Jane Goodall, pioneering English primatologist, became the eighth person to ever receive a PhD from Cambridge University without having an undergraduate degree.
Jane Goodall’s First Opportunities
Goodall received her school certificate in 1950 and a higher certificate in 1952, but did not attend university following her school years. After some time working as a secretary at Oxford University and spending free time working at a London-based documentary film company, she took a trip to South Kinangop, Kenya. There, Goodall met anthropologist Louis Leaky during the time that he was serving as curator at the Coryndon Museum in Nairobi. Leaky hired her as a secretary and Goodall started becoming involved in anthropological expeditions at Olduvai Gorge and Lake Victoria.
The long-term study of higher primates such as chimpanzees was a difficult and often unsuccessful endeavor, but Leaky believed that a study of that kind would yield important results. Believing in Goodall’s skills, he invited her to perform a long-term study of the chimpanzees that would require a longstanding isolation with the purpose of observing and studying the primates in their natural habitat. With no formal education on primates or even science, and against the objection of many experts, Goodall agreed to attempt the challenging study.
In 1960 Goodall established a camp on the shore of Lake Tanganyika in the Gombe Stream Reserve, where her initial pursuits to closely examine a group of chimpanzees, failed. Following a number of unsuccessful attempts she found a different group of chimpanzees to follow. With this new group Goodall managed to establish a pattern of observation that appeared nonthreatening to the chimpanzees, which allowed her to closely observe them every morning in their feeding area along the Kakaombe Stream valley. In one-year time, the chimpanzees grew so comfortable with Goodall’s presence that they would even approach her voluntarily in search of bananas.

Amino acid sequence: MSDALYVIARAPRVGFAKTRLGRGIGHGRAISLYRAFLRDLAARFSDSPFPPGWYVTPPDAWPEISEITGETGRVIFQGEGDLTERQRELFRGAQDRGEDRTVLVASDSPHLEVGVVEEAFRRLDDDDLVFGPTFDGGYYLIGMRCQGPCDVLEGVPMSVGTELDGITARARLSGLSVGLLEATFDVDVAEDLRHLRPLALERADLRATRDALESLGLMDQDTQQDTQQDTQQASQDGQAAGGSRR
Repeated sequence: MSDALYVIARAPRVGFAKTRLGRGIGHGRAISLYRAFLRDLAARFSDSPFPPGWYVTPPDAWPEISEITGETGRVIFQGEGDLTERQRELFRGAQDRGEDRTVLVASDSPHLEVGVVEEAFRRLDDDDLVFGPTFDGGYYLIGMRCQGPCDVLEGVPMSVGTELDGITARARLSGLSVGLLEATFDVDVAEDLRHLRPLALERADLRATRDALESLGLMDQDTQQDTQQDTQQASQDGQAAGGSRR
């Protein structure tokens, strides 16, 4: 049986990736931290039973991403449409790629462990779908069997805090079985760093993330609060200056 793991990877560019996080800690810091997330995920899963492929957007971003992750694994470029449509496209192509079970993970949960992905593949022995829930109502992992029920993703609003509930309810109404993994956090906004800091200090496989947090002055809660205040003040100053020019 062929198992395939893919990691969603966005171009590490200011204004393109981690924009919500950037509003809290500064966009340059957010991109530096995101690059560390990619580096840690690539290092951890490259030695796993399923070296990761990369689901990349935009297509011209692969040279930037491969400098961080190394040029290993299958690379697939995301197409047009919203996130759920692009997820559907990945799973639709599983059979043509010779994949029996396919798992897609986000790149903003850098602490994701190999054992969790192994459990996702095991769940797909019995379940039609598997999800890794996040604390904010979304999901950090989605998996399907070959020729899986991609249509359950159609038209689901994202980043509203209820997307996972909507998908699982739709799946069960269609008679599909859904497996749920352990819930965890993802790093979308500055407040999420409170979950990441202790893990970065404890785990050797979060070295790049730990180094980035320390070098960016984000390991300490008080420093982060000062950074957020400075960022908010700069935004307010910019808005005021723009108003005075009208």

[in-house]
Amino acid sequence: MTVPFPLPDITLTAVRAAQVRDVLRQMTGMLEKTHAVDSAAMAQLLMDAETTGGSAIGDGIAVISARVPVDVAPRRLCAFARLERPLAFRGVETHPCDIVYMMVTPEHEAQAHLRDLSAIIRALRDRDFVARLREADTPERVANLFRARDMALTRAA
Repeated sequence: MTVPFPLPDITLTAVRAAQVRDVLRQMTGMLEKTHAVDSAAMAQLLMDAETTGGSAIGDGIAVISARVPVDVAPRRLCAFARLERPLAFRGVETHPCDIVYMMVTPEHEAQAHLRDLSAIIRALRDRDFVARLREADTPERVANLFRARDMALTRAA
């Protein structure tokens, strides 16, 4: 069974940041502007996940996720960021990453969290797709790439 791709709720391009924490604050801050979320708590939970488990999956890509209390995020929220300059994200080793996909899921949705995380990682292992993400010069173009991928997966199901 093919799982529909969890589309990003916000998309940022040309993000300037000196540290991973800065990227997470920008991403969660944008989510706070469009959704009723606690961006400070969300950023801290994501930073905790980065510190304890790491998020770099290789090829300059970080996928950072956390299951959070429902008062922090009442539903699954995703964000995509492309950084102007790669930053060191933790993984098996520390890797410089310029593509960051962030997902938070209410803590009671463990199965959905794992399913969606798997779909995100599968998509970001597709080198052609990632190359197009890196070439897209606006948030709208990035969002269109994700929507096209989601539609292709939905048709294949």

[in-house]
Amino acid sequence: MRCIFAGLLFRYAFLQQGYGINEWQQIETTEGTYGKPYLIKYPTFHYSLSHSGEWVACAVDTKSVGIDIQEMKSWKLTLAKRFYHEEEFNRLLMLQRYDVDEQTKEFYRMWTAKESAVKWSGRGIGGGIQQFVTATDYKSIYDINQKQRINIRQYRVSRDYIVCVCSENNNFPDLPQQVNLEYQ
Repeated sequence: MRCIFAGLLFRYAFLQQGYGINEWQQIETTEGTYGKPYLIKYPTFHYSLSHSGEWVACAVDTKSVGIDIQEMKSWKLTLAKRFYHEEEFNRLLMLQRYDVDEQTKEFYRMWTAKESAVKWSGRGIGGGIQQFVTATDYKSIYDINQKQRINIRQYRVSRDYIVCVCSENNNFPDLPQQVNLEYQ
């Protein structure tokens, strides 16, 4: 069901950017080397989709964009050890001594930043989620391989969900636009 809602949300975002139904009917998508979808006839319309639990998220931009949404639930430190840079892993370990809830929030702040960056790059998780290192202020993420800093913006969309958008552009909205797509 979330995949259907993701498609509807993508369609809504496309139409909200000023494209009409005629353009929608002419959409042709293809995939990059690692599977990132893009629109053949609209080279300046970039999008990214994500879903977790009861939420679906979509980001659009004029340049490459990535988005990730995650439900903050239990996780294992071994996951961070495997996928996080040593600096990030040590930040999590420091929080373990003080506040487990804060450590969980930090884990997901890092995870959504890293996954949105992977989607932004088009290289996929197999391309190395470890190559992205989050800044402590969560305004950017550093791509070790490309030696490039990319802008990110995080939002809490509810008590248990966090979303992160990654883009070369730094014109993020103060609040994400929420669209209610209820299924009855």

Jane Goodall’s Cambridge University Career
In 1962, Leaky arranged for Goodall to work on a doctorate’s degree in ethology at Cambridge University, which she received in 1965. Her doctoral thesis, “Behavior of the Free-Ranging Chimpanzee” depicted the first 5 years of her studies at the Gombe Reserve. With an official title in her name and a successful career at Cambridge University, Goodall’s research was given more scientific validity.
Jane Goodall became an American and English icon for her work with chimpanzees, and reports of her in the form of National Geographic magazines and films such as ‘Ms. Goodall and the Wild Chimpanzees’ brought her discoveries to new light.
Goodall was the first to make recorded observations of chimpanzees making and using tools, and eating meat—which discredited a previous belief that these primates were vegetarians. Among many other things, Goodall was also the first to detect communication patterns amongst chimpanzees, family bonds between them, and the complex social structure by which they live.
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